Ten tough recruiting questions
should coaches be asking?
Malamute, 13 January 2004
recruiting season, coaches tell us that there are ten tough questions that recruiters should be asking
relating to a prospect. As
far as I know, none of the recruiters ever tell us what questions they have in
mind. However, Gary Pinkel, former assistant coach at the UW under Don James,
gives us a hint as to what they might be.
On his talk show, Pinkel, head coach at Missouri, had this to say about
recruiting, ďDon James was a genius at handling personnel. Iím certainly not
close to that, but I learned an awful lot from him. The whole key is constantly
maintaining athletes at all positions. Itís sounds easy, but itís very
difficult. It requires, obviously, not making very many recruiting mistakes.
Itís not signing enough great players that hurt programs; recruiting mistakes
destroy football teams. They actually get coaches fired. If half the players you
sign donít play in future years down the road--they arenít good enough to play
in this league--then you are going to have giant gaps all over your depth, and
youíre going to have very serious problems.Ē
Well, Iíll take a shot at preparing some tough questions that
coaches should be asking of themselves and the recruit. In my mind, recruits
need to score at least 8 out of 10 on my list below.
I took this test, using my
answers as a benchmark for qualification, that is, I shouldnít be able to
qualify, lest something is decidedly wrong with these questions. The X's
below mark my disqualification.
Malamute's tough recruiting questions
1. If heís an offensive or defensive lineman, does he have
the potential to play on Sundays? A couple of yesís each recruiting season would be fine. Other
five-star recruits at other positions would certainly be acceptable.
I go to church on Sundays. (X)
2. Has he ever had a debilitating injury and/or have a
congenital condition that might affect his play at the UW in future years?
Yes, I have. I hurt my back playing golf, bending over to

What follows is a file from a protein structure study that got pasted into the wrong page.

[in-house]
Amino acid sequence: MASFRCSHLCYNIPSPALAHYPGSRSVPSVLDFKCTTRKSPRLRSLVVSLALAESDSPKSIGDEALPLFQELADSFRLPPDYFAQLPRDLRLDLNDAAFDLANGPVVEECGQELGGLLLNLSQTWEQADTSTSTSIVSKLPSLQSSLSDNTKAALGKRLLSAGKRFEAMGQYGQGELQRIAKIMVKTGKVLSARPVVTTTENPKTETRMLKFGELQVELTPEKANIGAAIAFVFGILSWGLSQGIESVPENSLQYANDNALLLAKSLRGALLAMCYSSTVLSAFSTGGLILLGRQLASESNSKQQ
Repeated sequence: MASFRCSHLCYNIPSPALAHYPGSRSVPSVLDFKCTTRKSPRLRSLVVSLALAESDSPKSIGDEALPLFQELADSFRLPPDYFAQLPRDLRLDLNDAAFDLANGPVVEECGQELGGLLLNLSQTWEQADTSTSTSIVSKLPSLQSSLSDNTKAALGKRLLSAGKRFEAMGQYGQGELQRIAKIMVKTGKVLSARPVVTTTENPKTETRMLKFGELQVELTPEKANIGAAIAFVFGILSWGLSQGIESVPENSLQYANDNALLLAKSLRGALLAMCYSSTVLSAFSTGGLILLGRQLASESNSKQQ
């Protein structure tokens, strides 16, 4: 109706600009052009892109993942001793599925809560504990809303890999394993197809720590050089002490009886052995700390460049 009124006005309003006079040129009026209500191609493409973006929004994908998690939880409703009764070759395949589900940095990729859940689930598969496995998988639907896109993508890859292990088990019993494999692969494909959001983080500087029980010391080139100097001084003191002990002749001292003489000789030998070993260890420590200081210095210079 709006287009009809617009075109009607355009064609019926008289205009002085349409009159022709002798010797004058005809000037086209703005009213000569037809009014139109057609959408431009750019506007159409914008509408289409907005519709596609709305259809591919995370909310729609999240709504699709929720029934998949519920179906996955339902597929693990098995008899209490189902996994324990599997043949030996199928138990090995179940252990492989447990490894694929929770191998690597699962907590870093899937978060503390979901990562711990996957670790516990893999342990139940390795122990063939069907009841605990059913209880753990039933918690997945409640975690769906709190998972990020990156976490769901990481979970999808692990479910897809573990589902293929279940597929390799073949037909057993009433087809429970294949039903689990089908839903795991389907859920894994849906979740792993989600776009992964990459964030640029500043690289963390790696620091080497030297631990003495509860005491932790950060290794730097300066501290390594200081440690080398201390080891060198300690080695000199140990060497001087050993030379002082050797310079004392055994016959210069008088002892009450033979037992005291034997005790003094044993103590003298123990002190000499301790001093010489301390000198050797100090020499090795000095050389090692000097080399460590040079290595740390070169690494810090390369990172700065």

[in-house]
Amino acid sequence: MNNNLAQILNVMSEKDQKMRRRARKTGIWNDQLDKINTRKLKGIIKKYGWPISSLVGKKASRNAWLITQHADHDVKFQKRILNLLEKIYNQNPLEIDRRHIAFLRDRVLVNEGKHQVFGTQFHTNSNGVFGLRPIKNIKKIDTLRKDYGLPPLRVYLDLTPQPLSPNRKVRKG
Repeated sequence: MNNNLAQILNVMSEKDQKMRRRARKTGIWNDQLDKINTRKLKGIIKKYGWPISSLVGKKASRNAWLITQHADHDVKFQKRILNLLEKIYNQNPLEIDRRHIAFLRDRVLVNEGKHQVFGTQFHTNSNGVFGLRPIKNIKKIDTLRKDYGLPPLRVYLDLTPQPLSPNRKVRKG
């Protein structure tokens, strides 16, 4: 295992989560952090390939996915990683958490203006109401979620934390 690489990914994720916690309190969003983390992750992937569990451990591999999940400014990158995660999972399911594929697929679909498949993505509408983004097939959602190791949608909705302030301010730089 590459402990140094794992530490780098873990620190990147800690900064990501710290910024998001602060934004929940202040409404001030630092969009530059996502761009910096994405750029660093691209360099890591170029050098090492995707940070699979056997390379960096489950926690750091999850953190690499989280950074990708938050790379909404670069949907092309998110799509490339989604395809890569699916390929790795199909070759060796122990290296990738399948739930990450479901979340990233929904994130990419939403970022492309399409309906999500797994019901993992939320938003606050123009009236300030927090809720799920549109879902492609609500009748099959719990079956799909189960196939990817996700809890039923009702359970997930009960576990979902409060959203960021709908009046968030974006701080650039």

pick the ball out of the cup. I have no genital conditions. (X).
3. Is he a capable student, one who is eventually
interested in obtaining a college degree? Can he meet the entrance requirements,
based on scholastic aptitude scores and core curriculum grades?
I already have a degree, although it was from the UW. I'll
take the tests again.
4. Does he have the heart, emotional drive and work ethic
necessary to make him an outstanding player?
I have a heart; my car has a five-speed, motional drive.
5. Is he a selfless player, one who might be willing to
play at another position if necessary?
Yes, I am selfish and willing to play at another position.
6. Considering his position, does he have the necessary
size, skill, speed and strength to play in the Pac-10?
No, I donít, but I believe I've never been evaluated
7. Has he ever been in trouble with the law, had truancy
problems at school, or used forbidden drugs?
No, I havenít. I used to drink liquor on occasion, but I
was over 21 then.
8. Doe he respect and admire the football tradition at
I certainly do and am willing to bark in the Husky tunnel.
9. Is he a malleable player, one who will listen to the
coaches and continue to improve his skills, athleticism and strength under their
Yes, I'm malevolent and expect to improve my skull.
10. How badly does he want to be a dawg?
Letís just say that I want to be a dawg, big time.
Results: I scored 7, so I donít quality. Whew, the
questions are cool.
Richard Linde (a.k.a., Malamute) can be reached at